THE BLOG
01/04/2017 07:16 am ET Updated Jan 05, 2018

Is The U.S. The Next Illiberal Democracy?

Political correctness.

Political correctness has recently been ridiculed even vilified although it was instrumental to nail down what is right or wrong, permissible or not permissible, good or bad, and defined the crucial element of moral behavior. Over the preceding half century it has steered us towards tolerance and respect vis-à-vis other people irrespective of gender, ethnicity, and religion.

It took Donald Trump less than a year not only to move border lines, but to vindicate discrimination. Incessantly Trump's bald statements reviled almost everybody not white, Anglo-Saxon, and male. Abusive language was chosen - deliberately combined with a truculent attitude creating an atmosphere of fear around him. A clarion call was issued waking up the beast within giving the seal of approval to 'some human beings are worth more than others'.

Unleashing the beast within may elicit societies looking like Hell's anteroom. Germans who in 1930 were horrified by sending Jews to the gas chamber became willing executioners for Nazism, because Nazi ideology told them that Jews were not human beings like them. Communism legitimized killing millions of the 'bourgeoisie' and peasants because they were class enemies.

The thought cannot be eradicated that liberal, representative democracy and the mind-set underpinning it was a parenthesis in human history. The enlightenment, science, economic growth coalesced into a framework delivering 250 years of progress. Intolerant, egoistic, discriminatory behavior - blame other nations, races, or religions for the problems - apparently constitutes the new political correctness.

Illiberal democracy.

Illiberal democracy has got wind in its sails. Power is obtained through free elections where after the rulers gradually, but systematically revoke fundamental rights of freedom securing their hold on power. Russia and Turkey may be the foremost illustration of how this game is played.

The astonishing thing is that they successfully pull the wool over the eyes of a large number of politicians and people in genuine democracies who perform as useful idiots in Lenin's terminology -- sympathizers or naive people in the West allowing communism to strike roots despite its obvious goal of overthrowing democracies by revolution.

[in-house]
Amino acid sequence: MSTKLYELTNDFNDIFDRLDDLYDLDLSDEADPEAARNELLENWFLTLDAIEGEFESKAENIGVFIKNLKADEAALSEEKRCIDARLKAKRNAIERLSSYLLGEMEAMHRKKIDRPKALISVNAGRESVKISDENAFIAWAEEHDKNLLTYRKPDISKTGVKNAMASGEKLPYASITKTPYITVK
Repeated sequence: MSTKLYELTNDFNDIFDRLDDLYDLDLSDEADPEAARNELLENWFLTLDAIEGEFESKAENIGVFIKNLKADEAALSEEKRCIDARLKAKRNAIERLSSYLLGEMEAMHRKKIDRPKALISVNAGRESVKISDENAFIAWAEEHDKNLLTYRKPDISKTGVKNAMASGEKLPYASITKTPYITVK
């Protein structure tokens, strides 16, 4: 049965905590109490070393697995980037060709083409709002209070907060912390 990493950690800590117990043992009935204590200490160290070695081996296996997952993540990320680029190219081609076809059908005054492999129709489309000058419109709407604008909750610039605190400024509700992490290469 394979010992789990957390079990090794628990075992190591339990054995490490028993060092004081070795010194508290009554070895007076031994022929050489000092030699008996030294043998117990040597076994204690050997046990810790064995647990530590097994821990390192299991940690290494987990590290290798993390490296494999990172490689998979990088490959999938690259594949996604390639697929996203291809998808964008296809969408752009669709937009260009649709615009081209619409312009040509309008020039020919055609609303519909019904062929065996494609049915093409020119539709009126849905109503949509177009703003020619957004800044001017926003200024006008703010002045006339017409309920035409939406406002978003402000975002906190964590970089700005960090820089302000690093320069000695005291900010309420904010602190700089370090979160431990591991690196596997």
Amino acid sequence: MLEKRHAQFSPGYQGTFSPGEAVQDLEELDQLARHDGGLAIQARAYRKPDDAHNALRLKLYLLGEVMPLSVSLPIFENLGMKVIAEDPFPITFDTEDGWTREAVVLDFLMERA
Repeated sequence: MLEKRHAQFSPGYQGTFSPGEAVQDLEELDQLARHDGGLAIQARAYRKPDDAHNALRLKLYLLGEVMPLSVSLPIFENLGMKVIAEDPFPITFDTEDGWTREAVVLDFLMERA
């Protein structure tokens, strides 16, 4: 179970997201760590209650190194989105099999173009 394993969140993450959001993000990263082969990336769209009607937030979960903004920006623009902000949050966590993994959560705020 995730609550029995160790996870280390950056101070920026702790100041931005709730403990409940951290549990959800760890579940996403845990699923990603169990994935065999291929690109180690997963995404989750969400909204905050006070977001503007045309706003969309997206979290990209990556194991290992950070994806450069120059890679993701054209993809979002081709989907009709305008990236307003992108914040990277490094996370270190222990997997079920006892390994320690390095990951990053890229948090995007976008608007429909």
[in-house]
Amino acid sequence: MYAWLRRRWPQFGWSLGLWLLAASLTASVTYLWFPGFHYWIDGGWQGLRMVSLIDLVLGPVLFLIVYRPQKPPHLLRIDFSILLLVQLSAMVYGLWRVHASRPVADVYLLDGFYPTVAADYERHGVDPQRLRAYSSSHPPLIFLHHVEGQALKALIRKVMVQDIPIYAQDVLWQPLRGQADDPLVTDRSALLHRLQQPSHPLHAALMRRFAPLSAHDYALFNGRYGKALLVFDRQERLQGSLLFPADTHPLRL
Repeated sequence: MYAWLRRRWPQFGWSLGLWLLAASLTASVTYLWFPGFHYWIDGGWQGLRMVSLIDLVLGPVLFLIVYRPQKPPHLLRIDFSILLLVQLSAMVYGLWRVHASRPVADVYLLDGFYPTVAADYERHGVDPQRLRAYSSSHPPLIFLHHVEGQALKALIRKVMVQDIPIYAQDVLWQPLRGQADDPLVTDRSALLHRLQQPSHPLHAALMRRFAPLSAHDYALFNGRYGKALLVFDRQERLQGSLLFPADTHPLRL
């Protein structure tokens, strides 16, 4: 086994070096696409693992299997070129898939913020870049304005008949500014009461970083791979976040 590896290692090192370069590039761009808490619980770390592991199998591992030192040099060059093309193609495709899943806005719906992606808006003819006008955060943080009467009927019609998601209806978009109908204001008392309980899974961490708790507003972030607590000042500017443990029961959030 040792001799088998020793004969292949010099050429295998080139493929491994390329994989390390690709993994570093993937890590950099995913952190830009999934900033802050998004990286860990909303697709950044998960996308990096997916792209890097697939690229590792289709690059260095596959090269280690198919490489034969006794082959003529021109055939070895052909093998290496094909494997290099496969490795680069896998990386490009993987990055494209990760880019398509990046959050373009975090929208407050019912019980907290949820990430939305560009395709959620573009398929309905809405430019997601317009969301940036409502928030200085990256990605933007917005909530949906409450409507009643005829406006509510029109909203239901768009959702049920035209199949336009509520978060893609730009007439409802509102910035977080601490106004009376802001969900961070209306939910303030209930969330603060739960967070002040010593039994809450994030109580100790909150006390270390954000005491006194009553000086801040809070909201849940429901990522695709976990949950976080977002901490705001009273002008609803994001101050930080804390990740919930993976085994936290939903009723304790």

Illiberal democracy versus genuine democracy is a battle between societal models with the main difference that genuine democracy heralds and guarantee fundamental rights of freedom while illiberal democracy does not. It creeps closer and closer to Western democracies casting a shadow over the political process through some kind of hybrid warfare (Russian terminology) -- the victim is seduced, enervated, and paralyzed, losing its willingness and capability to defend itself.

In Europe the new political extremists like Front National in France, the Five Star movement in Italy, and similar political parties in a number of other European national openly praise Russia. President Putin is a role model. Allegedly some of these political parties get financial support from Russia.

In the U.S., the share of people favoring a strong leader who does not have to bother with parliaments and elections have risen over the preceding 20 years from 25 percent to 33 percent. How can that be reconciled with the U.S. constitution of which the Americans rightly are so proud?

President-elect Donald trump is tapping into this 'segment of the market' as a super salesperson. He runs the campaign and political stance as a reality show with no respect for objectivity and facts. As long as it sounds good and people like it the purpose is served.

Ominously this condescending attitude is condoned. Donald Trump beginning December lashed out stating that he, not Hillary Clinton won the popular vote, because of illegal votes for Hillary Clinton. You would expect politicians and mass media to demand documentation and evidence for this contention, but nothing of the sort happened. Trump can say whatever he wants -- and he does -- without being held accountable.